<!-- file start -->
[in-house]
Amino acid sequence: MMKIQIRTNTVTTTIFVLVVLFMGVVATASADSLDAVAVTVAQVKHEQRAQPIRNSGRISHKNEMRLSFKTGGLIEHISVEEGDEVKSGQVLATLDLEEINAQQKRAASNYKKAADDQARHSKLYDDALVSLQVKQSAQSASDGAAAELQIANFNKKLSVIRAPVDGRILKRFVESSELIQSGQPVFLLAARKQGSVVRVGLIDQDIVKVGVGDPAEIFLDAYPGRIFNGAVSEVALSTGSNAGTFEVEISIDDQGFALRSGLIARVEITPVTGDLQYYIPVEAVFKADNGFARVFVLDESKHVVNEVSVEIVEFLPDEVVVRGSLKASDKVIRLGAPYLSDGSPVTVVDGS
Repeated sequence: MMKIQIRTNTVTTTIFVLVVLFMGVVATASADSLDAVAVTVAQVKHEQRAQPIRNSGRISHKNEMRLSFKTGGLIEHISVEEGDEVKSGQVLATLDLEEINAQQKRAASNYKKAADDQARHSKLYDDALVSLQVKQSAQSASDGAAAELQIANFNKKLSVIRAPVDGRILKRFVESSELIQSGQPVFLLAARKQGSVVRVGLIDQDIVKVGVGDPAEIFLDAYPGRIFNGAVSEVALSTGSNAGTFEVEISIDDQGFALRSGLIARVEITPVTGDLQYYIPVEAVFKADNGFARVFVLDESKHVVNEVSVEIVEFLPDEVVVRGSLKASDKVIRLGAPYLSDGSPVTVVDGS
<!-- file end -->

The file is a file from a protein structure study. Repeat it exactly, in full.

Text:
[in-house]
Amino acid sequence: MMKIQIRTNTVTTTIFVLVVLFMGVVATASADSLDAVAVTVAQVKHEQRAQPIRNSGRISHKNEMRLSFKTGGLIEHISVEEGDEVKSGQVLATLDLEEINAQQKRAASNYKKAADDQARHSKLYDDALVSLQVKQSAQSASDGAAAELQIANFNKKLSVIRAPVDGRILKRFVESSELIQSGQPVFLLAARKQGSVVRVGLIDQDIVKVGVGDPAEIFLDAYPGRIFNGAVSEVALSTGSNAGTFEVEISIDDQGFALRSGLIARVEITPVTGDLQYYIPVEAVFKADNGFARVFVLDESKHVVNEVSVEIVEFLPDEVVVRGSLKASDKVIRLGAPYLSDGSPVTVVDGS
Repeated sequence: MMKIQIRTNTVTTTIFVLVVLFMGVVATASADSLDAVAVTVAQVKHEQRAQPIRNSGRISHKNEMRLSFKTGGLIEHISVEEGDEVKSGQVLATLDLEEINAQQKRAASNYKKAADDQARHSKLYDDALVSLQVKQSAQSASDGAAAELQIANFNKKLSVIRAPVDGRILKRFVESSELIQSGQPVFLLAARKQGSVVRVGLIDQDIVKVGVGDPAEIFLDAYPGRIFNGAVSEVALSTGSNAGTFEVEISIDDQGFALRSGLIARVEITPVTGDLQYYIPVEAVFKADNGFARVFVLDESKHVVNEVSVEIVEFLPDEVVVRGSLKASDKVIRLGAPYLSDGSPVTVVDGS